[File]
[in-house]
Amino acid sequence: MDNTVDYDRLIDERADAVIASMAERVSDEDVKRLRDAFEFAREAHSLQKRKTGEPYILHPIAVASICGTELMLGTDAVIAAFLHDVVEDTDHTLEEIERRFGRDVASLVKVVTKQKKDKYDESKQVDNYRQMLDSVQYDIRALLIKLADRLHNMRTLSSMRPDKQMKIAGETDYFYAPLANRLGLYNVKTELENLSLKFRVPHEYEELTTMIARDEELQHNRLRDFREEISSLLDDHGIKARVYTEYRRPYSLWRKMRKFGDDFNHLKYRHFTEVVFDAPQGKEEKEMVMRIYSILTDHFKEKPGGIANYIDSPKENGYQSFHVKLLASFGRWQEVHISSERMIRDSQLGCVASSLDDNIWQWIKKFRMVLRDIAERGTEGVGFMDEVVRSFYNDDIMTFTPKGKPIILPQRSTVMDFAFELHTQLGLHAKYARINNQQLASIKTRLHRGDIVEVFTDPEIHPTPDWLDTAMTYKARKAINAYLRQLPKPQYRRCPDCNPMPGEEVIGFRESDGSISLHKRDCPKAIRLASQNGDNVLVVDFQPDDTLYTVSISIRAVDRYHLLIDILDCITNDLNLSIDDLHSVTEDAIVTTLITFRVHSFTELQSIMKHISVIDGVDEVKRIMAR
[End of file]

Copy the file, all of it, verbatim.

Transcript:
[in-house]
Amino acid sequence: MDNTVDYDRLIDERADAVIASMAERVSDEDVKRLRDAFEFAREAHSLQKRKTGEPYILHPIAVASICGTELMLGTDAVIAAFLHDVVEDTDHTLEEIERRFGRDVASLVKVVTKQKKDKYDESKQVDNYRQMLDSVQYDIRALLIKLADRLHNMRTLSSMRPDKQMKIAGETDYFYAPLANRLGLYNVKTELENLSLKFRVPHEYEELTTMIARDEELQHNRLRDFREEISSLLDDHGIKARVYTEYRRPYSLWRKMRKFGDDFNHLKYRHFTEVVFDAPQGKEEKEMVMRIYSILTDHFKEKPGGIANYIDSPKENGYQSFHVKLLASFGRWQEVHISSERMIRDSQLGCVASSLDDNIWQWIKKFRMVLRDIAERGTEGVGFMDEVVRSFYNDDIMTFTPKGKPIILPQRSTVMDFAFELHTQLGLHAKYARINNQQLASIKTRLHRGDIVEVFTDPEIHPTPDWLDTAMTYKARKAINAYLRQLPKPQYRRCPDCNPMPGEEVIGFRESDGSISLHKRDCPKAIRLASQNGDNVLVVDFQPDDTLYTVSISIRAVDRYHLLIDILDCITNDLNLSIDDLHSVTEDAIVTTLITFRVHSFTELQSIMKHISVIDGVDEVKRIMAR